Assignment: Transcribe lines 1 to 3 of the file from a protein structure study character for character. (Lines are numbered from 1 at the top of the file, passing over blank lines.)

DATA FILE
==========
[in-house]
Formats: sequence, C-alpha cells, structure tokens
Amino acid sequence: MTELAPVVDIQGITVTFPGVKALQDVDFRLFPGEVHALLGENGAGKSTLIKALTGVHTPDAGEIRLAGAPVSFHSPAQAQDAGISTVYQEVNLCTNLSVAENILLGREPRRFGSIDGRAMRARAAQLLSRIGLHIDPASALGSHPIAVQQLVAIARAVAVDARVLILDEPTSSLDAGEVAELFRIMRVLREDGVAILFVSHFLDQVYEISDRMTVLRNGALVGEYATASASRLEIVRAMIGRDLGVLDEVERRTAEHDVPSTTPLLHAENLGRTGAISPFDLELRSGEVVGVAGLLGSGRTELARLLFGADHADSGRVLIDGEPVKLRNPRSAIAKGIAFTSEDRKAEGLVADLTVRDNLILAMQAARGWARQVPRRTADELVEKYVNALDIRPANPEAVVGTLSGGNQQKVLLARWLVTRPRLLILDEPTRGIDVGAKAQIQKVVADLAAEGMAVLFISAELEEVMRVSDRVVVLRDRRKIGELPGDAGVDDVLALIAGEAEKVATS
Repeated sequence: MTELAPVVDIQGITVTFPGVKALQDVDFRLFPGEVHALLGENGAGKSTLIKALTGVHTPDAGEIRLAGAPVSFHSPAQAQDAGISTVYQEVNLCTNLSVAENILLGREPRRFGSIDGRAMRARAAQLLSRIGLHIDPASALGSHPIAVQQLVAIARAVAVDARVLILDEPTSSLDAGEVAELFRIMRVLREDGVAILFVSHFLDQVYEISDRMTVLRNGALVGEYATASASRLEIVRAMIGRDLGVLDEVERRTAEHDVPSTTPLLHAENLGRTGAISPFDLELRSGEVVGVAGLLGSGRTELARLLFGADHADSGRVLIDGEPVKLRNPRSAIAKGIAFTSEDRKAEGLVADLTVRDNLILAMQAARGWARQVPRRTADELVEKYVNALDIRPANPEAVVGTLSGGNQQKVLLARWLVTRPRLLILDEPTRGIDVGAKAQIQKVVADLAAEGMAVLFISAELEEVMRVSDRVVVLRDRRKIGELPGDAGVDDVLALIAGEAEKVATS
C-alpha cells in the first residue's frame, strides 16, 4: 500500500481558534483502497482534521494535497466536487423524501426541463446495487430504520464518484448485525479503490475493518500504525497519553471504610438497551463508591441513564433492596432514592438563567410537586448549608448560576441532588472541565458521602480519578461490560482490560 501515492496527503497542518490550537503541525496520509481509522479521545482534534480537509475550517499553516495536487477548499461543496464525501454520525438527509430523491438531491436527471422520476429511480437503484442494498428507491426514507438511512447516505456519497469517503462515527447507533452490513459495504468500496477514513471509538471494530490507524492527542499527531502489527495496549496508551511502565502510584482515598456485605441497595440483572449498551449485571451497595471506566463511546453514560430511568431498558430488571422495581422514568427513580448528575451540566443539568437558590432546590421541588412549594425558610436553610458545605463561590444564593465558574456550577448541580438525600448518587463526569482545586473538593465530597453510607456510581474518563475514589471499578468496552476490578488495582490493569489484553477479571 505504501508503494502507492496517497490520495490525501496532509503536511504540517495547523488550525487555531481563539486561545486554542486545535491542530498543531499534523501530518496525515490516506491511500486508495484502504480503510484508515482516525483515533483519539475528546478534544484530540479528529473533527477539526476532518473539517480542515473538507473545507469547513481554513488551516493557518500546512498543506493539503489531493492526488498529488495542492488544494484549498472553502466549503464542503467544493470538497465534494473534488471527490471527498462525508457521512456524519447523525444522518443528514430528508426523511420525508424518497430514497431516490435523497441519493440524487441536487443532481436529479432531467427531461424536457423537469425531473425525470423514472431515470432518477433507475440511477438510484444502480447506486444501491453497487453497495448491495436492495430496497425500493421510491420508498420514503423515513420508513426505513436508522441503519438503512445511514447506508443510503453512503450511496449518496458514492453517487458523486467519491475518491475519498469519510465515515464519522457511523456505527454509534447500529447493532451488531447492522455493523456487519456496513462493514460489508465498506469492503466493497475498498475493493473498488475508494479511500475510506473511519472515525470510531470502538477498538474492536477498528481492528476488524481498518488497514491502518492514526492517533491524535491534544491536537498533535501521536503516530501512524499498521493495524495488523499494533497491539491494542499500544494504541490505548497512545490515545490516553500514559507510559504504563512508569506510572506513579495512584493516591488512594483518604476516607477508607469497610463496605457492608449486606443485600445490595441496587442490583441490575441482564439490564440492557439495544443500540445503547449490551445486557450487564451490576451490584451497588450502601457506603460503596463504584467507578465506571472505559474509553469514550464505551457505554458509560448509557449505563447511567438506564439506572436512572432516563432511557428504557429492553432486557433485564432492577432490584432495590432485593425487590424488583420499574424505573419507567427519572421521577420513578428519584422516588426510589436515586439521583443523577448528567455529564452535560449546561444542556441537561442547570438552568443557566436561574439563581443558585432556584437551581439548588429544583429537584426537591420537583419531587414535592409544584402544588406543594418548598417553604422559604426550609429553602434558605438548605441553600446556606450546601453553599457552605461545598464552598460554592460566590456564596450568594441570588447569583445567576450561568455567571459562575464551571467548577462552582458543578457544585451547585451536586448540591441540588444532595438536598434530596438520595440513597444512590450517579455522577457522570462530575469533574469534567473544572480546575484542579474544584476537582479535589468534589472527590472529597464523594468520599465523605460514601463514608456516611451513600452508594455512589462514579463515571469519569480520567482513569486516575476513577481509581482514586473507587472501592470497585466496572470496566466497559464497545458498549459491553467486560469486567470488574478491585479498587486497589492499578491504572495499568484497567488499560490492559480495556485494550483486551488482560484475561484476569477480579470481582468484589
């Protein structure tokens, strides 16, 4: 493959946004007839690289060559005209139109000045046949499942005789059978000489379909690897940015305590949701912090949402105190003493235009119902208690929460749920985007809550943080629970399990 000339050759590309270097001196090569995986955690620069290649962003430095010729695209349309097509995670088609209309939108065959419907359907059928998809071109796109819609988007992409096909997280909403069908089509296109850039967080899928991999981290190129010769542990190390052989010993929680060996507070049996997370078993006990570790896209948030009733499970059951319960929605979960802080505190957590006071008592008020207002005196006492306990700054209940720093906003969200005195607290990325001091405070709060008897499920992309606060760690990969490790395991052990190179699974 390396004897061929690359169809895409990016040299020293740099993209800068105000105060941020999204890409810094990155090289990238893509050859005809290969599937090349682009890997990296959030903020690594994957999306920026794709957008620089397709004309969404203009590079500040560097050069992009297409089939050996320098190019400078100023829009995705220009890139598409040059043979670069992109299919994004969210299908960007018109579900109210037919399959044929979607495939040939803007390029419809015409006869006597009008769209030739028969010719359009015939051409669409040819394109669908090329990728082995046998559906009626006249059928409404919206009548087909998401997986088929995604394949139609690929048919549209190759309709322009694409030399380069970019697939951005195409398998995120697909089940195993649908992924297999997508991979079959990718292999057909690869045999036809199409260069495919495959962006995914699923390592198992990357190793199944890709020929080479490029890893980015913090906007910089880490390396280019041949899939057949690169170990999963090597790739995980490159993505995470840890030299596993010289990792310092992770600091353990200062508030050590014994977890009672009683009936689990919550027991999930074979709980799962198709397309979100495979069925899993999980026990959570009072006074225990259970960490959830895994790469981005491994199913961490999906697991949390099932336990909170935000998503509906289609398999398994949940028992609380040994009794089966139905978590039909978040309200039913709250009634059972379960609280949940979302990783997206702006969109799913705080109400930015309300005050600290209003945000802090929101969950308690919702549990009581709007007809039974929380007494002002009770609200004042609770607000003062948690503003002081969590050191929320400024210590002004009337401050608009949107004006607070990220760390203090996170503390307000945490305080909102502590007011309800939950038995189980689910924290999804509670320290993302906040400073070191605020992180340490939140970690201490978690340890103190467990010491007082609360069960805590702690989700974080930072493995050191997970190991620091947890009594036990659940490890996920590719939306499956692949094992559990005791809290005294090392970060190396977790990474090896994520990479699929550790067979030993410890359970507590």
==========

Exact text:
[in-house]
Formats: sequence, C-alpha cells, structure tokens
Amino acid sequence: MTELAPVVDIQGITVTFPGVKALQDVDFRLFPGEVHALLGENGAGKSTLIKALTGVHTPDAGEIRLAGAPVSFHSPAQAQDAGISTVYQEVNLCTNLSVAENILLGREPRRFGSIDGRAMRARAAQLLSRIGLHIDPASALGSHPIAVQQLVAIARAVAVDARVLILDEPTSSLDAGEVAELFRIMRVLREDGVAILFVSHFLDQVYEISDRMTVLRNGALVGEYATASASRLEIVRAMIGRDLGVLDEVERRTAEHDVPSTTPLLHAENLGRTGAISPFDLELRSGEVVGVAGLLGSGRTELARLLFGADHADSGRVLIDGEPVKLRNPRSAIAKGIAFTSEDRKAEGLVADLTVRDNLILAMQAARGWARQVPRRTADELVEKYVNALDIRPANPEAVVGTLSGGNQQKVLLARWLVTRPRLLILDEPTRGIDVGAKAQIQKVVADLAAEGMAVLFISAELEEVMRVSDRVVVLRDRRKIGELPGDAGVDDVLALIAGEAEKVATS